[flv]http://www.med.ufl.edu/video/02-2009 – insider – talent show 2009.mp4[/flv]
The theater was neither in Los Angeles, nor was there a live broadcast, but UF’s College of Medicine faculty and students most certainly have talent. Like the popular show, performances ran the gamut at The Talent Show 2009 presented by the College of Medicine on Saturday, Feb. 21.
Sound and lighting technicians and performers scurried about before they finally disappeared and the P.K. Yonge Developmental Research School’s Auditorium went black. Faculty and students appeared before vibrantly colored backdrops as they performed for their peers, family and friends at a fundraiser to support five international health trips that will take place over spring break. Though the list of international health trips seems to grow every day, this spectacle supported two trips to the Dominican Republic called DR HELP and Dr. Salud, as well as Project Haiti, Project HEAL, which travels to Ecuador and Project Yucatan.
The 13 acts included singing, dancing and, yes, baton twirling.
First up was Sean Wimberley, a second-year student in the College of Pharmacy whose baton-twirling skills were far beyond anything found at a typical parade march. Wimberley’s act was gymnastic and vigorous as he twirled to the tune “Holiday” by Green Day. Wimberley is a world champion baton twirler who plans to audition for NBC’s America’s Got Talent.
Other acts included traditional Indian solo dances by Ronica Hazariwala and Kavita Rajasekharr, both second-year medical students; a junior microbiology major, David Wymer, played a classical score on piano; Peter Salib, a third-year medical student, sang and strummed; and Mike Boniface, a second-year medical student, also sang for the crowd. The East Waldo Stunnas, featuring first- and second-year medical students Daniel Lombardo and Aaron Kline with friend Megan Norman finished off the program with “Let it Ride” by Ryan Adams.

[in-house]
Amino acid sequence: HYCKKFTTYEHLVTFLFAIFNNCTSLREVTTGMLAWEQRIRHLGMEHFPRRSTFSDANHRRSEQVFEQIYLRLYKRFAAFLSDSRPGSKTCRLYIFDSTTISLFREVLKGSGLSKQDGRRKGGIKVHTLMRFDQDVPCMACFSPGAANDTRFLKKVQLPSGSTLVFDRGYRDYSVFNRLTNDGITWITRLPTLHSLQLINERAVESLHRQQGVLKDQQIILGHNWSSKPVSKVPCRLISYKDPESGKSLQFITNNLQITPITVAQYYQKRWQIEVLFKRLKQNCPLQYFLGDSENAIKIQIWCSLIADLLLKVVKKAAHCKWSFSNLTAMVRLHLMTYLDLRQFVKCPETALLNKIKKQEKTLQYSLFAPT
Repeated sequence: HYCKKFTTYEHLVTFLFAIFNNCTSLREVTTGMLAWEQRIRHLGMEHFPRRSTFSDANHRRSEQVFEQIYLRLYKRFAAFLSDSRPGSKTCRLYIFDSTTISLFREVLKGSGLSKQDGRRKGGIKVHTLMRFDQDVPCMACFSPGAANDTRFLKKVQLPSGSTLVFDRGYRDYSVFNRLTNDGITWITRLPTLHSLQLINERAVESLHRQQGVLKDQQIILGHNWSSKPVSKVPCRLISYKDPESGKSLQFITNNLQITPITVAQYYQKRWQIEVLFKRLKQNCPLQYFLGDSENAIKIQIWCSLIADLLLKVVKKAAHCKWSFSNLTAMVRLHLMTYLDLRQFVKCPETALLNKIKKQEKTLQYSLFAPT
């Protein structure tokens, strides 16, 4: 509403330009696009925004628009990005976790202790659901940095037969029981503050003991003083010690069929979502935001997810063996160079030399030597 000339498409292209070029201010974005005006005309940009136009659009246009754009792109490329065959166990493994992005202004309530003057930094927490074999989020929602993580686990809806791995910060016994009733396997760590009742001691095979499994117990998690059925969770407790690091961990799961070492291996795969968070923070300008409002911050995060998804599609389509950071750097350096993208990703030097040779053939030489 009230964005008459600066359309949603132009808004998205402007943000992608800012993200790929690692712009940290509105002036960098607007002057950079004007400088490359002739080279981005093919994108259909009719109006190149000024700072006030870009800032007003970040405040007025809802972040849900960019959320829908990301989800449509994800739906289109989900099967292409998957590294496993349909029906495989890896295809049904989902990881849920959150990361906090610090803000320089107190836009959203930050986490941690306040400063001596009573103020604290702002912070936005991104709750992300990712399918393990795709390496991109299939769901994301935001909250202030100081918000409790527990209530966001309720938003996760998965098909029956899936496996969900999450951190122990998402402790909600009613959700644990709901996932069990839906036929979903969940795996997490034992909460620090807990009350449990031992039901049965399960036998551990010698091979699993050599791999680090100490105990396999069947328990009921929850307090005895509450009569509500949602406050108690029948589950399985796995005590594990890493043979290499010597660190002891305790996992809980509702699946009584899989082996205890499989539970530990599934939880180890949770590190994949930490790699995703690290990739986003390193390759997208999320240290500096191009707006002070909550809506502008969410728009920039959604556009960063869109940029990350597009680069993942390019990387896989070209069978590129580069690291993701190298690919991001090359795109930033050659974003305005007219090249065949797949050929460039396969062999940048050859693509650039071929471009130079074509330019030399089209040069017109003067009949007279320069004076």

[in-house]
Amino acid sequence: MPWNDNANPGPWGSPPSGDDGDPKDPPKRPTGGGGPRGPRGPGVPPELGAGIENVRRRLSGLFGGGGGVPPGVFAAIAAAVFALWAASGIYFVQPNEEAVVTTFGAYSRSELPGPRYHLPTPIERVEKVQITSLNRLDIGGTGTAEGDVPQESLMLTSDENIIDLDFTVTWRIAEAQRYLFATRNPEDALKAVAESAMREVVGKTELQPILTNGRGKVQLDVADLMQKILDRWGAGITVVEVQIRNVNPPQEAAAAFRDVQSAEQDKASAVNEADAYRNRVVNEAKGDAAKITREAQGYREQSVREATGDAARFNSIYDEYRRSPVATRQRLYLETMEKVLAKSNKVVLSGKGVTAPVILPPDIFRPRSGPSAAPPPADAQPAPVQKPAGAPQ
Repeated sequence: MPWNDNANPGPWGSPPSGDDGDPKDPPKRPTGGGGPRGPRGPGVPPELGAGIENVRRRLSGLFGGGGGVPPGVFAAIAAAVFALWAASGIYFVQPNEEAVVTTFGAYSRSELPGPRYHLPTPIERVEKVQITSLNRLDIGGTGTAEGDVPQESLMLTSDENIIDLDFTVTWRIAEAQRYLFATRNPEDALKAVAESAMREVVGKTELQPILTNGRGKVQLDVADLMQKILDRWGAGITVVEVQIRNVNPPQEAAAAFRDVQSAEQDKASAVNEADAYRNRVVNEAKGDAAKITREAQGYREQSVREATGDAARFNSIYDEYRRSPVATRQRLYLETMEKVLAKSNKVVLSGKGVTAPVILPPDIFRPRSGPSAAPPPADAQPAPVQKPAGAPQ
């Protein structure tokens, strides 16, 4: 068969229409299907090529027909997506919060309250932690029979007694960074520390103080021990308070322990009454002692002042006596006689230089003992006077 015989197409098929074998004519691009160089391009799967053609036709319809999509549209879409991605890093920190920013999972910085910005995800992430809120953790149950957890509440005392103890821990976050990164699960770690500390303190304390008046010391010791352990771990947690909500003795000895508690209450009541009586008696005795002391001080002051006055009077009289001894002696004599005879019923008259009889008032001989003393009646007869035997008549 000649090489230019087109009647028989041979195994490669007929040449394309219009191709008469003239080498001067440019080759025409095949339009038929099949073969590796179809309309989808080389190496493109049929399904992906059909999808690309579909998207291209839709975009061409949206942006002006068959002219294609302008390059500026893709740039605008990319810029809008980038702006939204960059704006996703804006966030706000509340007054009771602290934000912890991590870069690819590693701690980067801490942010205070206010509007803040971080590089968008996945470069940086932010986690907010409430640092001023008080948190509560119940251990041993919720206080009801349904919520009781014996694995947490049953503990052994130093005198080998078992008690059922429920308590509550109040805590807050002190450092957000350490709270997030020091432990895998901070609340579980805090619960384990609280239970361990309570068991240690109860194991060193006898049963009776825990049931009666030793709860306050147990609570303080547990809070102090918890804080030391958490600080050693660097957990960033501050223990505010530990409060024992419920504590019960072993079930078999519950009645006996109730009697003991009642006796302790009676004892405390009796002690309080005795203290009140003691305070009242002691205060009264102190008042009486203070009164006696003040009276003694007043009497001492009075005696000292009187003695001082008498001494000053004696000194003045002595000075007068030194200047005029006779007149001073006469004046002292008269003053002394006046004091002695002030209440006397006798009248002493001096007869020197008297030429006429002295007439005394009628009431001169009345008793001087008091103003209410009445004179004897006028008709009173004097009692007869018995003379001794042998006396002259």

Some performers showcased their talents on stage for the first time.
First-year medical student Frank Han sang in Hebrew, one of the four languages in which he is fluent. This was a stretch for Han though he has performed on stage since middle school playing instruments such as the piano, violin, harpsichord and the flute. An accidental Dave Matthews look-a-like, Justin Hewlett, a first-year medical student, impressed the crowd with his voice and guitar.
Impressive, too, was the amount of participation from talented faculty.
“It’s awesome that they share their musical talent in support of us going to foreign countries and giving health care to underserved populations,” said Han.
Kline of the East Waldo Stunnas said, “It shows me that our instructors care about us.”
Dr. Juan Cendan, department of surgery’s clerkship director, supported the trips with his performance of a soothing guitar suite by a classical Italian composer. Dr. Robert Averbuch, assistant professor for the department of psychiatry, sang to the strumming of Dr. Stephen Hsu, director of the M.D./Ph.D. Program.
Donned in orange jackets, blue vests and blue ties were The Phlegm Tones. The quirky barbershop quartet, formed just for this special occasion, is no stranger to the stage though this was their first time performing together. Bass vocalist Dr. Richard Condit, professor for the department of molecular genetics and microbiology, recruited Dave Jacobs, tenor and administrative assistant for the department of pediatrics, Andy Hunn, lead and senior computer support specialist for the department of pediatrics, and John Dew, baritone and accountant for the College of Pharmacy.
“Over the years I have gained enormous respect for medical students and doctors and for the work they do. This is a group of incredibly talented and dedicated individuals, who are some of the hardest working people I know and many of whom have a social conscience that is broad, deep and awe-inspiring,” Condit said.
There was an appropriate balance to the event between fun and underlying purpose. Between acts, a comedic pair of emcees took to the stage, as did faculty and students who presented messages of gratitude and reflections of past trips. First-year medical student emcees Jennifer Rodney, who also performed “I Will Always Love You” by Whitney Houston, and Wilmer Moreno kept the audience laughing and the program moving. But the reason everyone gathered was not forgotten.
Dr. Judy Simms-Cendan, clinical associate professor for the department of obstetrics and gynecology thanked families and friends for their continued financial support of their medical student’s education. She also explained why the extra effort was worthwhile.
“Only 20 percent of medical students participated in 1991 when the (health) trips started,” said Simms-Cendan, “now, up to 80 percent of second-year students go.”
She described the bonding between faculty and medical students that occurs on the trip, but the best part of the experience was unexpected. For Simms-Cendan, the biggest reward was not the opportunity to treat diseases not seen in the US every day, but, she said, “serving patients so grateful for our care.”